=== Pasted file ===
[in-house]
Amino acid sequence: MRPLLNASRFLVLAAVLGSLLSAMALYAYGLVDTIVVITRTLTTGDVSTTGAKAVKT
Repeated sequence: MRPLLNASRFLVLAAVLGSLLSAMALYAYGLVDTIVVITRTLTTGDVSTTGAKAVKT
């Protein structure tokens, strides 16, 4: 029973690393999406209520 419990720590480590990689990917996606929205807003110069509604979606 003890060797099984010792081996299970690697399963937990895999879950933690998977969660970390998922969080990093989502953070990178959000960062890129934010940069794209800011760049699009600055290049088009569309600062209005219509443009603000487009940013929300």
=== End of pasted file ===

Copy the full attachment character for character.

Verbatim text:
[in-house]
Amino acid sequence: MRPLLNASRFLVLAAVLGSLLSAMALYAYGLVDTIVVITRTLTTGDVSTTGAKAVKT
Repeated sequence: MRPLLNASRFLVLAAVLGSLLSAMALYAYGLVDTIVVITRTLTTGDVSTTGAKAVKT
């Protein structure tokens, strides 16, 4: 029973690393999406209520 419990720590480590990689990917996606929205807003110069509604979606 003890060797099984010792081996299970690697399963937990895999879950933690998977969660970390998922969080990093989502953070990178959000960062890129934010940069794209800011760049699009600055290049088009569309600062209005219509443009603000487009940013929300």